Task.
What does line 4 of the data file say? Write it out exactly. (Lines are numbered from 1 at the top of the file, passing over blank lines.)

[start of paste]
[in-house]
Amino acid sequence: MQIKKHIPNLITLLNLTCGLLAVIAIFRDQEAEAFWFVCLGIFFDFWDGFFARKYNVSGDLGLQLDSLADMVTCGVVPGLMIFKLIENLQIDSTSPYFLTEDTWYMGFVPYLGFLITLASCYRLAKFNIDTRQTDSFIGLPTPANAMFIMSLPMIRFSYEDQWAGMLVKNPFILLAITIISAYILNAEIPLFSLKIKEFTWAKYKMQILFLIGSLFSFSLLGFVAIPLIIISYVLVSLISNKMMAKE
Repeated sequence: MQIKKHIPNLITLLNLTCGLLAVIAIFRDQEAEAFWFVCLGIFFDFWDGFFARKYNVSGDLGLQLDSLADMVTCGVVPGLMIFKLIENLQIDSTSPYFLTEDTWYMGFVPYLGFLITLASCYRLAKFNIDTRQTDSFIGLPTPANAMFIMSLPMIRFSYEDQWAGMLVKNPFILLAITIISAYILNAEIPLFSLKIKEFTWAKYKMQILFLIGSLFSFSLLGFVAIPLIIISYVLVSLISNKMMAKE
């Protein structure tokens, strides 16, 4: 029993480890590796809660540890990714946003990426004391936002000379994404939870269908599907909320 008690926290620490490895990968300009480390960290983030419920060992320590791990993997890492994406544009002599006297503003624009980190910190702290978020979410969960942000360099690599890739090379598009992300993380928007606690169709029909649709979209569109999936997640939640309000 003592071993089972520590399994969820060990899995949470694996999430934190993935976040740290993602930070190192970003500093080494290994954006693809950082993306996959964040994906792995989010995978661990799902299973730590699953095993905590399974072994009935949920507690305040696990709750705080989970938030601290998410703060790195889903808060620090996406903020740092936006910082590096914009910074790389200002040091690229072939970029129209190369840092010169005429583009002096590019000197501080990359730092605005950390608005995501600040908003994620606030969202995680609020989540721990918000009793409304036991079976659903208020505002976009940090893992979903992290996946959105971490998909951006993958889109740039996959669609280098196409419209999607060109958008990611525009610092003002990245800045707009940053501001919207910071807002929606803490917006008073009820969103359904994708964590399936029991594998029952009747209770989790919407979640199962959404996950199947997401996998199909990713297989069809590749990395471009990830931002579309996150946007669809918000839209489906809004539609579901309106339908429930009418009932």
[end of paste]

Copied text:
């Protein structure tokens, strides 16, 4: 029993480890590796809660540890990714946003990426004391936002000379994404939870269908599907909320 008690926290620490490895990968300009480390960290983030419920060992320590791990993997890492994406544009002599006297503003624009980190910190702290978020979410969960942000360099690599890739090379598009992300993380928007606690169709029909649709979209569109999936997640939640309000 003592071993089972520590399994969820060990899995949470694996999430934190993935976040740290993602930070190192970003500093080494290994954006693809950082993306996959964040994906792995989010995978661990799902299973730590699953095993905590399974072994009935949920507690305040696990709750705080989970938030601290998410703060790195889903808060620090996406903020740092936006910082590096914009910074790389200002040091690229072939970029129209190369840092010169005429583009002096590019000197501080990359730092605005950390608005995501600040908003994620606030969202995680609020989540721990918000009793409304036991079976659903208020505002976009940090893992979903992290996946959105971490998909951006993958889109740039996959669609280098196409419209999607060109958008990611525009610092003002990245800045707009940053501001919207910071807002929606803490917006008073009820969103359904994708964590399936029991594998029952009747209770989790919407979640199962959404996950199947997401996998199909990713297989069809590749990395471009990830931002579309996150946007669809918000839209489906809004539609579901309106339908429930009418009932």